Customer screw-ups are your fault


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Some of your Customers are idiots.

Hey, full disclosure, that includes me.

In fact, in some circles, I’m known as the “LCD,” or least-common denominator.  As the joke goes, Z is the dimmest bulb in the group, and as such, if I get something, everybody should be able to understand it.

Self-deprecation aside, the much-more-straight-faced point I’m making here is that we as brands need to develop our systems for the lowest-common-denominator Customer.  I don’t mean to treat our Customers like idiots, but…well, kind of to do that, yeah.

As I consider this concept, I’m taken back to a situation I recently wrote about where I had a difference of perspective from a brand I was dealing with.  As per their policy, they characterized what’d happened as my having made an error.  The point of my previous article was:  Even if so; so what?  Forget who’s gotten what wrong…the brand should hold some interest in making sure I’m satisfied as a Customer…that’s what goodwill gestures are all about.

But there’s another side to this; a more transactional perspective.  And it’s something that brands are even more loath to consider (mostly because it takes more work):  By and large, your Customers’ errors are your fault.

I admonish every executive with whom I work to walk in his or her Customers’ shoes.  As I always say, there’s no better education than that of experience, and if you’re sitting in your ELT understanding everything about how to navigate your systems because you know…from inside…how they all work, you’re missing much more than the lion’s share of the picture.

Because here’s the issue:  Sometimes your Customers are idiots.

But guess what:  They’re your Customers, and they pay your bills.

Even if a Customer is the one who (proximally) made a mistake, it’s your responsibility to make sure your (especially Customer-facing!) systems are as fool-proof as possible to (as best you can) avoid those issues in the first place.

How often do you see the same problem with Customers (,say,) ordering the wrong part or level of service from your website?  How often do they misunderstand the expectations on delivery timelines?  Are you constantly taking angry calls in your Contact Center from Customers who think they’re being taken advantage of based on what they thought you meant?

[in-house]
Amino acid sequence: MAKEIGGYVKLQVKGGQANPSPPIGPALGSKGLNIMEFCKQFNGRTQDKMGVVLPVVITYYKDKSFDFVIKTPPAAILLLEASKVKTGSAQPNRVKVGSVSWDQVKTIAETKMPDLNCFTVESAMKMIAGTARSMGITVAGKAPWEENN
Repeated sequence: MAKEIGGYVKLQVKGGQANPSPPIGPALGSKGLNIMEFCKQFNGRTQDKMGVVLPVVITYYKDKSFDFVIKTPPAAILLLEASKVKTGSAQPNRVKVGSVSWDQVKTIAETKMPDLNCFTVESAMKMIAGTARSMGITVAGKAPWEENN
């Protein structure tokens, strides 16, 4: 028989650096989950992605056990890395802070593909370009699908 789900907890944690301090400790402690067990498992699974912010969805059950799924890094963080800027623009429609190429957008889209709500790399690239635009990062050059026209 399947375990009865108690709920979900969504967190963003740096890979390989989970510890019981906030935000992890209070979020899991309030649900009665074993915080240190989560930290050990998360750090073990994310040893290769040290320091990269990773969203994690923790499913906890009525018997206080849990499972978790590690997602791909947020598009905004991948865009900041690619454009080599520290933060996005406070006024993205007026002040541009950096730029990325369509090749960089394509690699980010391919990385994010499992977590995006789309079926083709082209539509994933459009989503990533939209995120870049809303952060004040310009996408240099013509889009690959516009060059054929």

There’s an awesome saying I love to invoke in situations like this:  “If one guy passes you on the right, maybe he’s a jerk.  If everybody is passing you on the right, consider that you’re the jerk.”  Every once in a while, someone’ll get caught up in the gears of your system, or pay too little attention to the thing that you’ve clearly put right there in bold on your website.  Here’s a pro-tip, though:  If a lot of your complaints are of that nature, the problem is you.

In the example I was referencing above, I didn’t agree that I’d gotten it wrong (a rare situation for me to find myself, that’s for sure).  Nevertheless, if I did get it wrong, my self-assurance that it couldn’t have been that I screwed it up should be a red flag that their systems are naturally a little misleading, complicated, or counterintuitive.  The brand in question aren’t a bunch of scheisters or crooks (or even, for that matter, in any real way not Customer-centric to begin with).  They simply need to take a closer look at their systems so that any idiot (Present!) can handle and navigate their systems.

Republished with author's permission from original post.

Nicholas Zeisler, CCXP, LSSBB
I’m a Customer Experience executive, certified Process Improvement professional, Agile Scrum Master, dynamic educator, change management strategist, and in-demand business and leadership coach. I've worked from the inside and from the outside; in organizations large and small; public sector and private; from oil and gas to technology to non-profit (with lots in between too). I've seen a lot, but I haven't seen it all.


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